By B.A. Van Sise
Paula Weissman takes a while to tell a story.
It starts like this: looking for work three days after arriving in America. After Auschwitz, and a Hamburg work camp, and liberation from Bergen-Belsen, she no longer had family, money or a home but, thanks to the other groups of teenagers she’d met from all over Europe while imprisoned, she did have six different languages taking up residence in her mind. She’d asked at her displaced persons camp for the authorities to arrange her passage to America, which took years for permits, permissions, and funding. She was placed into a hotel doubling as halfway house in postwar New York, and was desperate for work, any kind of work, willing to do anything in a country where she knew not one person and could not speak the language.
There were now six languages to her account. She met a Hungarian. She spoke to him in Hungarian. She asked him for work. “What can you do?” he replied, and even now she recites the conversation word for word from memory. “EVERYTHING I can do,” she told him, and less than a week into the new world, she had work.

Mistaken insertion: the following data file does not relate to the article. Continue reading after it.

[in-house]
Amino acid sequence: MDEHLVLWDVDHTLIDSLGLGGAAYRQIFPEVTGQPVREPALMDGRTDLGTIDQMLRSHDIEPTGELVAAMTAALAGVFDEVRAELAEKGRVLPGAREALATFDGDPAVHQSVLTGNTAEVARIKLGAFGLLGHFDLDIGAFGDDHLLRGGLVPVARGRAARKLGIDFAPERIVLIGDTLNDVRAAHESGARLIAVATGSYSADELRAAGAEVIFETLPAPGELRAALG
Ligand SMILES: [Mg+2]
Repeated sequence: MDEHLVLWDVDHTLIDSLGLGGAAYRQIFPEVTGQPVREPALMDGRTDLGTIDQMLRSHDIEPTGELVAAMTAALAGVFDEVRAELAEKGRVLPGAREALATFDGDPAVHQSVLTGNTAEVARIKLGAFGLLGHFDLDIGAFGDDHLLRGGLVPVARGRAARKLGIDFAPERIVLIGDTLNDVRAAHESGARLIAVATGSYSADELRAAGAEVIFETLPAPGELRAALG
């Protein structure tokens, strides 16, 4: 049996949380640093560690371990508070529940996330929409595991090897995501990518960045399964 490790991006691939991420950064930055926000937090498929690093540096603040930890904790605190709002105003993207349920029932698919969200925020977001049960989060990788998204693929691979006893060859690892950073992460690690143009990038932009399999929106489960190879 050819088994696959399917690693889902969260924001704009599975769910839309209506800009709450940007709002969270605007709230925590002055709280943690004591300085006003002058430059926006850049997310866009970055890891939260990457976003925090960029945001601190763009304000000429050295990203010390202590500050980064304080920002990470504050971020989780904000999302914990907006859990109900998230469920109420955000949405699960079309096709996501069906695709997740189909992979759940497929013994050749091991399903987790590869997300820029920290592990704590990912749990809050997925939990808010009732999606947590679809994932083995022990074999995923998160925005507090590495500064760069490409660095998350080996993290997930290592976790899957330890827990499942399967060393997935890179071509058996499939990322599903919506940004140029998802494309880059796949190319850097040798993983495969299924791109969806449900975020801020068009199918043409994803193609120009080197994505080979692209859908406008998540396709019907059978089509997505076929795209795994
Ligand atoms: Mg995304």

Knocking on the door of a Brooklyn girdle factory months later, the Polish foreman asked her what she could do. “EVERYTHING I can do,” she told him in Polish, and less than a year into the new world, she was in a union.
At the local delicatessen, a year later, she asked the manager if they had anything that might pay better than her greasy job at the factory. He asked her, in Yiddish, what she can do. “EVERYTHING I can do,” she told him. He told her they had a guy out sick, he’d be out for a week, and she was welcome to fill in if she wanted.
“Fine and Schapiro said he was coming back in seven days,” Paula says in English. “He never came back. I was there thirty years.”
Last year, Fine and Schapiro finally shuttered after 93 years; Paula, just as old, is still there, in the apartment up the street where she’s lived for six decades.
“It’s a long story,” she says, in English. “But it’s a happy story. I could do everything.”